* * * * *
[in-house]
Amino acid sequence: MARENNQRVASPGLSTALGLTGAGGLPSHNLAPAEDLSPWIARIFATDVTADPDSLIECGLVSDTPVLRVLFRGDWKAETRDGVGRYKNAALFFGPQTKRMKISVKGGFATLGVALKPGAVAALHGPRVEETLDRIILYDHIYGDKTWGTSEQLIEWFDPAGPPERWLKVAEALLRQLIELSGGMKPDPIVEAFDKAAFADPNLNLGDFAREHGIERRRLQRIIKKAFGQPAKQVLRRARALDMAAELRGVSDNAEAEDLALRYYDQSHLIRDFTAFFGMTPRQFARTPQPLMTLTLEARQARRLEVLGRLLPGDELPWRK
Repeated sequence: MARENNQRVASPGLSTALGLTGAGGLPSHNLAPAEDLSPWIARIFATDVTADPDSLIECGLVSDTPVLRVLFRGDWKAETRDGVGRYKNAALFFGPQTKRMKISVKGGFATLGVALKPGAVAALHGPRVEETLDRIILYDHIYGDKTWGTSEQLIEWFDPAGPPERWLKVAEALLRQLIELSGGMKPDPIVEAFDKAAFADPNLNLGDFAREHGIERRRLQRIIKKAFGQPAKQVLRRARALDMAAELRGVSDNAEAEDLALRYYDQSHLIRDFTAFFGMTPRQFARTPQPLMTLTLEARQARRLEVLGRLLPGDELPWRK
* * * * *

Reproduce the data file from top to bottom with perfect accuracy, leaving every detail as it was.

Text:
[in-house]
Amino acid sequence: MARENNQRVASPGLSTALGLTGAGGLPSHNLAPAEDLSPWIARIFATDVTADPDSLIECGLVSDTPVLRVLFRGDWKAETRDGVGRYKNAALFFGPQTKRMKISVKGGFATLGVALKPGAVAALHGPRVEETLDRIILYDHIYGDKTWGTSEQLIEWFDPAGPPERWLKVAEALLRQLIELSGGMKPDPIVEAFDKAAFADPNLNLGDFAREHGIERRRLQRIIKKAFGQPAKQVLRRARALDMAAELRGVSDNAEAEDLALRYYDQSHLIRDFTAFFGMTPRQFARTPQPLMTLTLEARQARRLEVLGRLLPGDELPWRK
Repeated sequence: MARENNQRVASPGLSTALGLTGAGGLPSHNLAPAEDLSPWIARIFATDVTADPDSLIECGLVSDTPVLRVLFRGDWKAETRDGVGRYKNAALFFGPQTKRMKISVKGGFATLGVALKPGAVAALHGPRVEETLDRIILYDHIYGDKTWGTSEQLIEWFDPAGPPERWLKVAEALLRQLIELSGGMKPDPIVEAFDKAAFADPNLNLGDFAREHGIERRRLQRIIKKAFGQPAKQVLRRARALDMAAELRGVSDNAEAEDLALRYYDQSHLIRDFTAFFGMTPRQFARTPQPLMTLTLEARQARRLEVLGRLLPGDELPWRK